Melb students create inclusive masks for turbans and hijabs

Their design also won first place in the Monash SEED Incubator Program.

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Like it or not, masks are here to stay. If you wear a turban or a hijab though, that poses a problem: how do you loop them around your ears?

Three medical students from Melbourne have now got that covered.

Their innovative face mask design for people wearing religious or other headgear won first place in the Monash SEED Incubator Program. It saw the launch of their social enterprise Ekta.melbourne that has now taken off in the community.

When masks became mandatory to mitigate the risk of Coronavirus, healthcare students Ayesha Barmare, Monish Puri and Anika Yesmin realised that conventional masks were not designed to be all inclusive.

“We believe that everyone has the right to feel safe during the pandemic,” Monish Puri told Indian Link. “There was, however, a large gap in the market when it came to reusable masks for people who wear religious headgear, like turbaned Sikhs and hijab wearing women.”

To fulfil this overlooked need of culturally diverse communities, ‘Ekta masks’ were innovated.

The masks have longer ties that allow them to be secured on the back of the head and away from the ears 

The design works wonderfully also for those wearing earrings and headphones.  

ANIKA yesmin monash
Anika Yesmin

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“The inner and middle layer of our masks are made from organic cotton and the outer layer is recycled polyester. This ensures that they are environmentally friendly, sustainable and we can minimise our carbon footprint on planet earth,” described Anika Yesmin.

“By securing an initial amount of $1000 in pre-orders within the first week, we were able to pitch and win first place in the Monash SEED Incubator program,” said Monish.

The program is designed to empower students with initiative, drive and ideas to lead positive change. It aims to provide guidance to strengthen social entrepreneurship both as a skill set and a state of mind.

While on the SEED journey, the students realised that regular masks posed problems also for people wearing glasses or using hearing aids. They added seal flaps that trap the air within the mask itself reducing fog in glasses.

Social media, Instagram and word of mouth propelled Ekta’s cause.

“Reaching out to our target market has helped,” said Anika. “Winning the SEED program helped in promotion and we also won third place in the Monash Validator Program where we were pitched against 92 other start-ups. That provided great traction as well.”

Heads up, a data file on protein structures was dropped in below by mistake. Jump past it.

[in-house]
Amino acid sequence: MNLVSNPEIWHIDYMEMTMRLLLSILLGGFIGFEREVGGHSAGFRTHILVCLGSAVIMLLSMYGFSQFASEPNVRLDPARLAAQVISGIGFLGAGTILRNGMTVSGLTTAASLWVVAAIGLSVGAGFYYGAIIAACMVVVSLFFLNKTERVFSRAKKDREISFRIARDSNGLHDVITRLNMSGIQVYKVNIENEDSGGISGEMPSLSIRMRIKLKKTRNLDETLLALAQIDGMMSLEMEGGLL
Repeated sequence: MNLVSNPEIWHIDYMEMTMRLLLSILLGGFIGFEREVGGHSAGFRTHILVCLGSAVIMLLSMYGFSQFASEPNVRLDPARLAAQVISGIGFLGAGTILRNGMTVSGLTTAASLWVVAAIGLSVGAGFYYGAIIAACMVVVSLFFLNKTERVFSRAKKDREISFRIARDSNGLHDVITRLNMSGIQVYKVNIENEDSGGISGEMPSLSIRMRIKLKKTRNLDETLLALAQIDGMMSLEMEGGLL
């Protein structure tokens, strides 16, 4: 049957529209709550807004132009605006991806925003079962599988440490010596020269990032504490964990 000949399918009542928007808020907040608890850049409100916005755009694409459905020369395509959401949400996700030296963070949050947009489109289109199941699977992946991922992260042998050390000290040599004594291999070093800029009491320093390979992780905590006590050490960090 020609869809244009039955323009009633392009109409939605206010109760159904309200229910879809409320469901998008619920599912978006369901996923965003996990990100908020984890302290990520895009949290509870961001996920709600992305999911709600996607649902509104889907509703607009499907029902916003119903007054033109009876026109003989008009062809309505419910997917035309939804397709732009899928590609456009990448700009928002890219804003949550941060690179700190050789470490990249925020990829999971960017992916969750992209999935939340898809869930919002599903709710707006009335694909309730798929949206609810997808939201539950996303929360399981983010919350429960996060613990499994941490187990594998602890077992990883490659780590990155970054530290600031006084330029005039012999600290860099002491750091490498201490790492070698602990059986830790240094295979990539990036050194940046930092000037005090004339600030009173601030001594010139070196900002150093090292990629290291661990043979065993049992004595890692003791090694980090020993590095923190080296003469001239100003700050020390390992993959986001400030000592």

Ekta is looking to team up with Caringbush Adult Education, an organisation that teaches English to asylum seekers, to make the masks.

MONISH pURI monash
Monish Puri.

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“It will make a positive impact in the lives of these asylum seekers as they get to learn English as well as acquire job skills and make an income,” claimed Monish. “Many of our buyers appreciate that.”

One of their first clients, Gurmeet Singh agrees it makes a world of difference to have masks that do not need to be looped around the ears.

“They are easier to wear and remove around my turban and save time when I need to leave home to work, exercise or shop,” he told Indian Link. “The fact that they are eco-friendly – and provide gainful employment to disadvantaged communities – adds to the appeal.”

The Ekta mask project has utilised the disruption of market created by COVID-19 to create meaningful change. It aligns with Ekta’s overall vision to provide eco-friendly healthcare products and services while creating employment opportunities and skills to diverse communities of refugees and asylum seekers.

Its three like-minded student founders, all from South Asian backgrounds, belong to a generation committed to using entrepreneurship as a means to put purpose into socially driven projects.

“Growing up our parents would always emphasise the phrase Anekta mein ekta (unity in diversity) and this became our mission,” explained Monish.

Ayesha Barmare
Ayesha Barmare

Moving forward, the enterprising trio wish to make healthcare accessible to overlooked communities by designing a curriculum specifically for them.

“Often there is mistrust towards western medicine amongst certain communities that have been secluded or isolated and we want to bridge that gap and make health information easily and safely accessible to them. This is Ekta’s long term goal,” concluded Ayesha.

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